The shifting track to law firm partnership

August 3, 2017

Is the law firm partnership track as appealing today as it was 10 or even 20 years ago? From our perch in the legal professionals’ recruitment space, we are finding many young associates steering away from the partnership track for a variety of reasons and making partner is, now, not always perceived as the golden ticket it used to be. The criteria for partnership is getting tighter with many firms having a heavy national-hand influencing partnership decisions. Firms have an associate process which will identify personal, professional and business qualities. Typically, firms expect associates to have a certain skill in a specialized practice area, a proven record of billing and collecting billable hours, the ability to build a practice and retain clients, willingness to get involved in management decisions, personality, ability to demonstrate team collegiality, and a commitment to the firm’s overall success from a business standpoint.

Today, it is taking longer than the typical five to seven years to make partner and the option to move in-house has, for some, become more attractive. Mid-level and junior associates see themselves pursuing a career in-house as more desirable because of its more flexible hours. Law firms are no longer competing for associates within the private practice realm, but rather with in-house opportunities.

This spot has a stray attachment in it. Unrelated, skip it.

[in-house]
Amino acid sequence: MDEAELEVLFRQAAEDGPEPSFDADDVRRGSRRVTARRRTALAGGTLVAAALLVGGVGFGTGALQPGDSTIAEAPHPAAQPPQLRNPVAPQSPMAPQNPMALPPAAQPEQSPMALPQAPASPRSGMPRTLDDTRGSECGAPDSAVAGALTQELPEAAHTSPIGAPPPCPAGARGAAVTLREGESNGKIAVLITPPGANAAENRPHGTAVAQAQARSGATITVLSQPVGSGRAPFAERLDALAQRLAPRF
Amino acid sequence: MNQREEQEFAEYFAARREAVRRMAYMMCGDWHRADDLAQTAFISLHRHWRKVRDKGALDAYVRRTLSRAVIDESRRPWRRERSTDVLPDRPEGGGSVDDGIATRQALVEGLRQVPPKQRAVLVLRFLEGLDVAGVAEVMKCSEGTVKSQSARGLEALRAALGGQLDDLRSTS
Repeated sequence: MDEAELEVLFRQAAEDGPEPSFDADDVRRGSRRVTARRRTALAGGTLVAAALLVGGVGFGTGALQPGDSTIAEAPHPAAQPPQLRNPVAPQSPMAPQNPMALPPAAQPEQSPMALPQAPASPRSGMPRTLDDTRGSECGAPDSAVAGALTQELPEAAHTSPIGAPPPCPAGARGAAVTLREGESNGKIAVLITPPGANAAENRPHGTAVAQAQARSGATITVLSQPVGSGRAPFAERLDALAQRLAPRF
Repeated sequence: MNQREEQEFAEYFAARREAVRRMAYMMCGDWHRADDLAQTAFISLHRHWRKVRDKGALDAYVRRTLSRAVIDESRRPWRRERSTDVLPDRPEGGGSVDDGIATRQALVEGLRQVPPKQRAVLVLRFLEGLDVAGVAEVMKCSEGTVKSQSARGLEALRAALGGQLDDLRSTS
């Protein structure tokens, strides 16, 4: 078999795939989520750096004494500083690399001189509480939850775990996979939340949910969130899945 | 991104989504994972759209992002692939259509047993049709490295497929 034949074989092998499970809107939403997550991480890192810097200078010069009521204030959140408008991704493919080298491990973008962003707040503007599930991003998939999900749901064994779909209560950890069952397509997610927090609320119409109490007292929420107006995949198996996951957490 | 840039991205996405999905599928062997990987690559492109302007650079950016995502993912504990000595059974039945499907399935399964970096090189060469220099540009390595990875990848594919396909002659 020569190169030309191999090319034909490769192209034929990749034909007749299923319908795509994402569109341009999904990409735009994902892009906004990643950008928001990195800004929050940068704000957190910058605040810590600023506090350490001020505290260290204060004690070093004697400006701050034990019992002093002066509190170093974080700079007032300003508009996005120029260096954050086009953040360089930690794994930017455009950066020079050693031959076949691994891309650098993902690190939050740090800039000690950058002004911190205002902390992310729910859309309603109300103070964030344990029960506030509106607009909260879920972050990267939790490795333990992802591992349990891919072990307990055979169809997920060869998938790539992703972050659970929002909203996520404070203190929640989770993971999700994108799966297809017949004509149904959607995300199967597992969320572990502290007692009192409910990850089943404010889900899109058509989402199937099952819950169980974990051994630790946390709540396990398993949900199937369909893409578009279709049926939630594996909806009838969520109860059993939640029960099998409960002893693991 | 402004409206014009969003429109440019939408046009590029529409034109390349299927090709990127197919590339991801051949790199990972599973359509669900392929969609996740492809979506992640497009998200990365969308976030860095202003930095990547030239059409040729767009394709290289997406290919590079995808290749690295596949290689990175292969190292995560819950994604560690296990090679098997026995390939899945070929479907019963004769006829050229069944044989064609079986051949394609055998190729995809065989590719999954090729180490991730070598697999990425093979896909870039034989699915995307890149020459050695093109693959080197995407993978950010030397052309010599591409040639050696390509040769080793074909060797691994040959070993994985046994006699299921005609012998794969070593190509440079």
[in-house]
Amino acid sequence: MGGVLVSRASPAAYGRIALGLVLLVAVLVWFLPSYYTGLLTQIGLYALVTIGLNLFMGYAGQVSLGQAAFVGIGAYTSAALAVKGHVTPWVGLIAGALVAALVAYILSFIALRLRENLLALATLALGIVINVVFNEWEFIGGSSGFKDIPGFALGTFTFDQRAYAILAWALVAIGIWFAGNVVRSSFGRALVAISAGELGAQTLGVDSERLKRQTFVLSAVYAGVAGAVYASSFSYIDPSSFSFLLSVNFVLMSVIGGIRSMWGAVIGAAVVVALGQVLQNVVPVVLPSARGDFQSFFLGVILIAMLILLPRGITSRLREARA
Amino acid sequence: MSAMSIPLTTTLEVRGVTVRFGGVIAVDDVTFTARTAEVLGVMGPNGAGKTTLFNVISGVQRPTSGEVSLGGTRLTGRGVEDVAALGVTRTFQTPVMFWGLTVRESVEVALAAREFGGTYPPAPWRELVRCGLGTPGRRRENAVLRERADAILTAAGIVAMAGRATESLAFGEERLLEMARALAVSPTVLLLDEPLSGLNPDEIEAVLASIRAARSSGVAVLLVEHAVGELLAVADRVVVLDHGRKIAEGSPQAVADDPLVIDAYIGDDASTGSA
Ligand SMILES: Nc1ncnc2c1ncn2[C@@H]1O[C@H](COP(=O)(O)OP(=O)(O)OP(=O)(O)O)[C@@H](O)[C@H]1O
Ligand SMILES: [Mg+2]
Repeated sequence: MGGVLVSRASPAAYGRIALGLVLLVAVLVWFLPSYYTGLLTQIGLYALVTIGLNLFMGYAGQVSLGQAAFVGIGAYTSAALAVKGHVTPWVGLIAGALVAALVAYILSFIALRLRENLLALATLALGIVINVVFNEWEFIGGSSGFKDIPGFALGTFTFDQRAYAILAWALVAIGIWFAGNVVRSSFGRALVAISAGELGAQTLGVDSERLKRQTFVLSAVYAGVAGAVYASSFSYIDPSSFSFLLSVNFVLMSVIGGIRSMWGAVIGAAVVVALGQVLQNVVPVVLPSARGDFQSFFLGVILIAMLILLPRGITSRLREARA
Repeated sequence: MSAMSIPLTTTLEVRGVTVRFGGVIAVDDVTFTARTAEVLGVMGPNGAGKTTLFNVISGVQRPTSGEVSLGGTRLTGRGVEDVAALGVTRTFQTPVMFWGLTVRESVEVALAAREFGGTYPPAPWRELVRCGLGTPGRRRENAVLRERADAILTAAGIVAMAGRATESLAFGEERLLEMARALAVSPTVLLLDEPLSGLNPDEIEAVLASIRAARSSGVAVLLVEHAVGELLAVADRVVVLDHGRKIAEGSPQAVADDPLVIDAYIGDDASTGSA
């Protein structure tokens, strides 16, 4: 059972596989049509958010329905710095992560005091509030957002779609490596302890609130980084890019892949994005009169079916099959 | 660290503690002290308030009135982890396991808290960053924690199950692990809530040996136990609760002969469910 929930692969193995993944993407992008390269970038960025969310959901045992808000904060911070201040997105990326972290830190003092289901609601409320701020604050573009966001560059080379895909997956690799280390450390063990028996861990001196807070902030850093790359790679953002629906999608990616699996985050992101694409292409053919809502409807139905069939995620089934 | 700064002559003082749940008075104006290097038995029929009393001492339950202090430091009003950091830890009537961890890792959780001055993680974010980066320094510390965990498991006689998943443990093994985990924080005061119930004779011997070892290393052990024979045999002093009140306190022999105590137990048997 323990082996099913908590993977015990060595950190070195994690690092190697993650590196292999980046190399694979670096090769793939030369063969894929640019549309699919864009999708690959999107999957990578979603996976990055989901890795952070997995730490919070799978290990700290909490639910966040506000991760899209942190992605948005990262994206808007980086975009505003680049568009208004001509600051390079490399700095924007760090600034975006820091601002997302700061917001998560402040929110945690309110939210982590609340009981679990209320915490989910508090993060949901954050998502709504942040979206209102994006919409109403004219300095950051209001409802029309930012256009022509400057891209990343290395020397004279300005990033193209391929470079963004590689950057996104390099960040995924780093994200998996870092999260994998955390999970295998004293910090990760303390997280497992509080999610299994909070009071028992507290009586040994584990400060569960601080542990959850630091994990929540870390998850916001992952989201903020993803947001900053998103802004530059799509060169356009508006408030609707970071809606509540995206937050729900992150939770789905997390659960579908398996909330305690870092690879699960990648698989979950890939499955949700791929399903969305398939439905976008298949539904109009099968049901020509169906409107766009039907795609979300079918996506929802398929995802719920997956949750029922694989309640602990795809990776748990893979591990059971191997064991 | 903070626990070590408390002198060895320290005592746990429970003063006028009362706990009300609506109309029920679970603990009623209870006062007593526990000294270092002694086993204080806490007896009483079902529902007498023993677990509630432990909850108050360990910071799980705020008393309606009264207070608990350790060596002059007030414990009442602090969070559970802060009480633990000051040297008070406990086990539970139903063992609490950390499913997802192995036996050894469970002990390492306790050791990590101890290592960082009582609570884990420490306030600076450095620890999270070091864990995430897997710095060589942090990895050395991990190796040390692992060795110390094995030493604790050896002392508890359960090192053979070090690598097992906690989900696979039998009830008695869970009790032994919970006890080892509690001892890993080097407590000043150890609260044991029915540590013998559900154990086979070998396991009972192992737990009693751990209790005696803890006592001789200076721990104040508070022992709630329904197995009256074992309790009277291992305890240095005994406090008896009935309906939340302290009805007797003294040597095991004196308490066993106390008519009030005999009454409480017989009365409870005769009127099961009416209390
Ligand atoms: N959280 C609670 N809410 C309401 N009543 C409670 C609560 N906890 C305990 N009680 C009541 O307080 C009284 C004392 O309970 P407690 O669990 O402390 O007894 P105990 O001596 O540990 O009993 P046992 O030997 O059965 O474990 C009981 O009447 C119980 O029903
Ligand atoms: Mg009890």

After many discussions, in my chair as a legal recruitment consultant, with associates at top-tier national and mid-size firms and boutiques, it’s become clear that associates are made to believe that partners are putting in countless hours building and maintaining their practice while sacrificing their family and personal lives. While many are satisfied with the compensation, making partner doesn’t always seem to help lawyers achieve the autonomy that can contribute to career satisfaction and overall happiness.

Akash Bir, Senior Recruitment Associate